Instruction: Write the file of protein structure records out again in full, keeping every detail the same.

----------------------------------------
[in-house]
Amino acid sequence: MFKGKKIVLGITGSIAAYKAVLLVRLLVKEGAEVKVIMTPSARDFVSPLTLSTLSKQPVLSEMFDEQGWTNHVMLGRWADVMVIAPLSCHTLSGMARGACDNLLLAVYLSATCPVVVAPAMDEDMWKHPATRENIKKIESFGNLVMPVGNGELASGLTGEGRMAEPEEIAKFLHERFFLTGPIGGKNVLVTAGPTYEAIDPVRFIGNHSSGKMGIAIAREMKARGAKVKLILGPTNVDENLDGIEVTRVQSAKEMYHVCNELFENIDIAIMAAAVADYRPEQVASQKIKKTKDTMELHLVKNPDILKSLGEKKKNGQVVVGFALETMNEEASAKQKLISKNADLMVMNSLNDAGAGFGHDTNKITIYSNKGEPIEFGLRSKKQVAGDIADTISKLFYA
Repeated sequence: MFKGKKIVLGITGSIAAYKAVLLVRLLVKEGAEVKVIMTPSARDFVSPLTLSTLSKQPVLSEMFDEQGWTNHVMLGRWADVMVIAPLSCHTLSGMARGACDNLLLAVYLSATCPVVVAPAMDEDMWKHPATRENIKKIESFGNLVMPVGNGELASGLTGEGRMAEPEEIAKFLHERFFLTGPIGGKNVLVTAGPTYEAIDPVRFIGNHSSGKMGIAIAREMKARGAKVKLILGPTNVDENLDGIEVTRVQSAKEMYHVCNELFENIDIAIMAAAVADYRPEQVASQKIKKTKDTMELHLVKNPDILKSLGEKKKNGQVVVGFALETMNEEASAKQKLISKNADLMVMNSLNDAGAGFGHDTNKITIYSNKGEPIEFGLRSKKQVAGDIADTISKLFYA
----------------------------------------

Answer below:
[in-house]
Amino acid sequence: MFKGKKIVLGITGSIAAYKAVLLVRLLVKEGAEVKVIMTPSARDFVSPLTLSTLSKQPVLSEMFDEQGWTNHVMLGRWADVMVIAPLSCHTLSGMARGACDNLLLAVYLSATCPVVVAPAMDEDMWKHPATRENIKKIESFGNLVMPVGNGELASGLTGEGRMAEPEEIAKFLHERFFLTGPIGGKNVLVTAGPTYEAIDPVRFIGNHSSGKMGIAIAREMKARGAKVKLILGPTNVDENLDGIEVTRVQSAKEMYHVCNELFENIDIAIMAAAVADYRPEQVASQKIKKTKDTMELHLVKNPDILKSLGEKKKNGQVVVGFALETMNEEASAKQKLISKNADLMVMNSLNDAGAGFGHDTNKITIYSNKGEPIEFGLRSKKQVAGDIADTISKLFYA
Repeated sequence: MFKGKKIVLGITGSIAAYKAVLLVRLLVKEGAEVKVIMTPSARDFVSPLTLSTLSKQPVLSEMFDEQGWTNHVMLGRWADVMVIAPLSCHTLSGMARGACDNLLLAVYLSATCPVVVAPAMDEDMWKHPATRENIKKIESFGNLVMPVGNGELASGLTGEGRMAEPEEIAKFLHERFFLTGPIGGKNVLVTAGPTYEAIDPVRFIGNHSSGKMGIAIAREMKARGAKVKLILGPTNVDENLDGIEVTRVQSAKEMYHVCNELFENIDIAIMAAAVADYRPEQVASQKIKKTKDTMELHLVKNPDILKSLGEKKKNGQVVVGFALETMNEEASAKQKLISKNADLMVMNSLNDAGAGFGHDTNKITIYSNKGEPIEFGLRSKKQVAGDIADTISKLFYA